Language Is Symbolic

Our language system is primarily made up of symbols. A symbol is something that stands in for or represents something else. Symbols can be communicated verbally (speaking the word hello), in writing (putting the letters H-E-L-L-O together), or nonverbally (waving your hand back and forth). In any case, the symbols we use stand in for something else, like a physical object or an idea; they do not actually correspond to the thing being referenced in any direct way. Unlike hieroglyphics in ancient Egypt, which often did have a literal relationship between the written symbol and the object being referenced, the symbols used in modern languages look nothing like the object or idea to which they refer.

The symbols we use combine to form language systems or codes. Codes are culturally agreed on and ever-changing systems of symbols that help us organize, understand, and generate meaning. Wendy Leeds-Hurwitz, Semiotics and Communication: Signs, Codes, Cultures (Hillsdale, NJ: Lawrence Erlbaum Associates, 1993), 53. There are about 6,000 language codes used in the world, and around 40 percent of those (2,400) are only spoken and do not have a written version. David Crystal, How Language Works: How Babies Babble, Words Change Meaning, and Languages Live or Die (Woodstock, NY: Overlook Press, 2005), 17, 24. Remember that for most of human history the spoken word and nonverbal communication were the primary means of communication. Even languages with a written component didn’t see widespread literacy, or the ability to read and write, until a little over one hundred years ago.

The symbolic nature of our communication is a quality unique to humans. Since the words we use do not have to correspond directly to a “thing” in our “reality,” we can communicate in abstractions. This property of language is called displacement and specifically refers to our ability to talk about events that are removed in space or time from a speaker and situation. David Crystal, How Language Works: How Babies Babble, Words Change Meaning, and Languages Live or Die (Woodstock, NY: Overlook Press, 2005), 10. Animals do communicate, but in a much simpler way that is only a reaction to stimulus. Further, animal communication is very limited and lacks the productive quality of language that we discussed earlier.

As I noted in Chapter 1 "Introduction to Communication Studies", the earliest human verbal communication was not very symbolic or abstract, as it likely mimicked sounds of animals and nature. Such a simple form of communication persisted for thousands of years, but as later humans turned to settled agriculture and populations grew, things needed to be more distinguishable. More terms (symbols) were needed to accommodate the increasing number of things like tools and ideas like crop rotation that emerged as a result of new knowledge about and experience with farming and animal domestication. There weren’t written symbols during this time, but objects were often used to represent other objects; for example, a farmer might have kept a pebble in a box to represent each chicken he owned. As further advancements made keeping track of objects-representing-objects more difficult, more abstract symbols and later written words were able to stand in for an idea or object. Despite the fact that these transitions occurred many thousands of years ago, we can trace some words that we still use today back to their much more direct and much less abstract origins.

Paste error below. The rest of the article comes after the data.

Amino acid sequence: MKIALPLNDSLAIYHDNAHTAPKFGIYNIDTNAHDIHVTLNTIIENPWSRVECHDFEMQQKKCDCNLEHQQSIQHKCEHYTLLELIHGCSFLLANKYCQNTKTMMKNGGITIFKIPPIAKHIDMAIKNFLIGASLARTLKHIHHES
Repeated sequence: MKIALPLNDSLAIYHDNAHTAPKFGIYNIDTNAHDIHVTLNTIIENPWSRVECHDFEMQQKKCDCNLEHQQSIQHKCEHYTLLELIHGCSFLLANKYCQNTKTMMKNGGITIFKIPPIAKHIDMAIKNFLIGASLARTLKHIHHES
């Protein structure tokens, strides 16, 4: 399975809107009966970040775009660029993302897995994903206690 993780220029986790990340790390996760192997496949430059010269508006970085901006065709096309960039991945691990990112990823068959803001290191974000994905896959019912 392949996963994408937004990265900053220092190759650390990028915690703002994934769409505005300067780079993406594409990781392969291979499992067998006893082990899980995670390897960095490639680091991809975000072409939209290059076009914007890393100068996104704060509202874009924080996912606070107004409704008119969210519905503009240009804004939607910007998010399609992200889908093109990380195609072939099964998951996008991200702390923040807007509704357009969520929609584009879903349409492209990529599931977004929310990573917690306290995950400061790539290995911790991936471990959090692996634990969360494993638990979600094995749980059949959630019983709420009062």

For example, the word calculate comes from the Latin word calculus, which means “pebble.” But what does a pebble have to do with calculations? Pebbles were used, very long ago, to calculate things before we developed verbal or written numbering systems. S. I. Hayakawa and Alan R. Hayakawa, Language in Thought and Action, 5th ed. (San Diego, CA: Harcourt Brace, 1990), 87. As I noted earlier, a farmer may have kept, in a box, one pebble for each of his chickens. Each pebble represented one chicken, meaning that each symbol (the pebble) had a direct correlation to another thing out in the world (its chicken). This system allowed the farmer to keep track of his livestock. He could periodically verify that each pebble had a corresponding chicken. If there was a discrepancy, he would know that a chicken was lost, stolen, or killed. Later, symbols were developed that made accounting a little easier. Instead of keeping track of boxes of pebbles, the farmer could record a symbol like the word five or the numeral 15 that could stand in for five or fifteen pebbles. This demonstrates how our symbols have evolved and how some still carry that ancient history with them, even though we are unaware of it. While this evolution made communication easier in some ways, it also opened up room for misunderstanding, since the relationship between symbols and the objects or ideas they represented became less straightforward. Although the root of calculate means “pebble,” the word calculate today has at least six common definitions.

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